Myrtle Creek Falls

The trailhead to Myrtle Creek Falls is located just across the road from the Kootenai National Wildlife Refuge headquarters. A gentle trail switchbacks less than half a mile uphill to a viewpoint looking straight into the gorge and the cascading waterfalls.
Location
  • Selkirk Mountains
Rating
2.4 out of 5
Difficulty
Moderate (some gentle uphill hiking)
Distance
1.1 miles
Duration
0:22 hours moving time (Hiking)
Elevation Gain
200 feet
High Point
2,041 feet (Overlook)
Low Point
1,800 feet (Trailhead)
Features
  • Waterfall
  • Grove
  • Outing Type
  • Daytrip
  • Trail Type
  • Out-and-back
  • Trailbed
    Asphalt, packed dirt
    Trail#
    Water
  • Myrtle Creek, but the Wildlife Refuge is probably an easier source
  • Camping
    • None
    Conditions
    • Excellent
    Administration
  • Kaniksu National Forest
  • Status
  • Wildlife Refuge
  • Maps
    USGS
  • Moravia
  • Fees & Permits
  • None required
  • ()
    Open To
  • Hikers
  • Dogs
  • ()
    Directions
  • From U.S. Highway 95 in Bonners Ferry, drive west on Riverside Road (aka Country Road 18A) past the Kootenai National Wildlife Refuge to the Refuge’s headquarters. The road will change name to West Side Road. The trailhead and plenty of parking are across the street (on the west side)
  • Season
    Year-around
    Resources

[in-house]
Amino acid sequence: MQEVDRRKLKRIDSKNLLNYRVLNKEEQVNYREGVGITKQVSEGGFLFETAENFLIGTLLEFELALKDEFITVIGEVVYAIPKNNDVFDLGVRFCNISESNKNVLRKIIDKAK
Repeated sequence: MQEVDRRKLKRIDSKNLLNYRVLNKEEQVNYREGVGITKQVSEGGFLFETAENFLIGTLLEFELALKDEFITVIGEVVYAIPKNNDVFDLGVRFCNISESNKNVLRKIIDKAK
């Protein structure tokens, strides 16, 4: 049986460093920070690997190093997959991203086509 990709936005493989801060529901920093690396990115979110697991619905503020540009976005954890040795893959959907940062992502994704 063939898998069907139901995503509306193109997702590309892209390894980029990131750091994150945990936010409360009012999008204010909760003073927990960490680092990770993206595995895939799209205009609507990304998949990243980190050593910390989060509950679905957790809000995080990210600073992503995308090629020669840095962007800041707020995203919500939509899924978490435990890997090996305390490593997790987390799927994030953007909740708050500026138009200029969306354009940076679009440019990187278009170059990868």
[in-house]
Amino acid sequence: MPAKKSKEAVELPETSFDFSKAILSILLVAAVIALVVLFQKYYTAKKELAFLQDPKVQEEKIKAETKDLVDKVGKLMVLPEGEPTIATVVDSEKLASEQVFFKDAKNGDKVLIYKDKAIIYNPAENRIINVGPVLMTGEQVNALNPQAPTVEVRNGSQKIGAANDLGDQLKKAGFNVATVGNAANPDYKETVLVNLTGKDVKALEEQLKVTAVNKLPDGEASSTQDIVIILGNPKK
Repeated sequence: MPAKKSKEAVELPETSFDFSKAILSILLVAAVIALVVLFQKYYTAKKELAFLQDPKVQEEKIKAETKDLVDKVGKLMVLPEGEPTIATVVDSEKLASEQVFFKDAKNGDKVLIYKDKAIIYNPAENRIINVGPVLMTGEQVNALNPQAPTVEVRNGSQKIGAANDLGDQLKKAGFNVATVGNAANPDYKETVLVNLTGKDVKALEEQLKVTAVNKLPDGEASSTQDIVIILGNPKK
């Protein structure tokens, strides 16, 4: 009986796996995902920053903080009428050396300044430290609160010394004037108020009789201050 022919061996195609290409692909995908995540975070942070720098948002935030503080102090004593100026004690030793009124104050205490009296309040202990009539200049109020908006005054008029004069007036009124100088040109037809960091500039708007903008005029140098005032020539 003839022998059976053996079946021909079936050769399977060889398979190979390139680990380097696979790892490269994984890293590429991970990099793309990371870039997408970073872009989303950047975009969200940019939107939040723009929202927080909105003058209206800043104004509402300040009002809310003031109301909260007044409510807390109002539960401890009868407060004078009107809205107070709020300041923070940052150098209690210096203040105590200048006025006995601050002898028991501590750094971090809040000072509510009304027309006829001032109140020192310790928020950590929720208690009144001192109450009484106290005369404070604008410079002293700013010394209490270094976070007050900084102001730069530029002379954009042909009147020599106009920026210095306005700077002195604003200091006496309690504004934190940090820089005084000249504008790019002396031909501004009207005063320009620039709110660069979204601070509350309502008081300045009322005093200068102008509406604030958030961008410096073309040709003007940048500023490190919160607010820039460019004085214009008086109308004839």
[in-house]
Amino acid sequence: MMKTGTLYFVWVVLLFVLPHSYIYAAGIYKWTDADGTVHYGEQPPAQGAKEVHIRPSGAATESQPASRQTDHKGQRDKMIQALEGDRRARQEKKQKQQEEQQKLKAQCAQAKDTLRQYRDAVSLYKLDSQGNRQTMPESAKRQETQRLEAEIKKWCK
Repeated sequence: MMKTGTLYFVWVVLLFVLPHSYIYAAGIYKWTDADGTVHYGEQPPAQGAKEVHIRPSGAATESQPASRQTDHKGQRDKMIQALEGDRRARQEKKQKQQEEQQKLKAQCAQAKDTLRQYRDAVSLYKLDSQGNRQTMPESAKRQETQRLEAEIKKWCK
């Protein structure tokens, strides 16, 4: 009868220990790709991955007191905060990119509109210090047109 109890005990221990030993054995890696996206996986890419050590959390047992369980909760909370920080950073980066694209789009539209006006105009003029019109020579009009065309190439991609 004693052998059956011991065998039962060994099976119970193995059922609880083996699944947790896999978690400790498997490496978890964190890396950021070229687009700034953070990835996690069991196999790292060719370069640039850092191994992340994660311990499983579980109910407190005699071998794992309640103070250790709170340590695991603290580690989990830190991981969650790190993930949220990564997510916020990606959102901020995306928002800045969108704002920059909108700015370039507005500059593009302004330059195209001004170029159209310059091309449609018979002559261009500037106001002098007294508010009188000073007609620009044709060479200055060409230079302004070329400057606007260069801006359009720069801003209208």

Date
      July 15, 2017

      The first couple hundred yards of the trail, leading through a cedar grove to Myrtle Creek, are asphalt and handicapped-accessible. A new bridge spans the creek and then the packed-dirt single-track switchbacks gently uphill to a viewpoint with excellent views of the gorge and the plunging waters.

      A web of trails leads further uphill, above the falls, but the views really don’t get better up there. The drop-offs are extremely steep and the creek is hidded behind a curtain of shrubs. The view of the Kootenai River valley, however, is nice.

      Alternate Routes

        Things to Consider

        • Spend some time at the Kootenai National Wildlife Refuge, home of 45 species of mammals and more than 230 birds.

        Not so great

          Trailhead
          Asphalt trail through cedar grove
          Bridge spanning Myrtle Creek
          Myrtle Creek
          Placards on trail
          A number of switchbacks gently lead uphill
          Myrtle Creek Falls gorge
          Upper and lower falls
          Lower falls
          Upper falls
          View from above the falls
          View from above. It’s steep!
          Upper falls
          Kootenai valley

          One Comment

          1. Bill Love says:

            The Panhandle Chapter of Trout Unlimited hosted students from the Clark Fork HS Great Outdoors program for a fly fishing activity at the refuge recently. The highlight of the fish habitat / stream exercise included a hike to Myrtle Falls. The falls were spectacular during spring runoff and we’ll worth the short hike.

            NH, thanks for documenting this natural wonder if Boundary County.

          Comments are closed.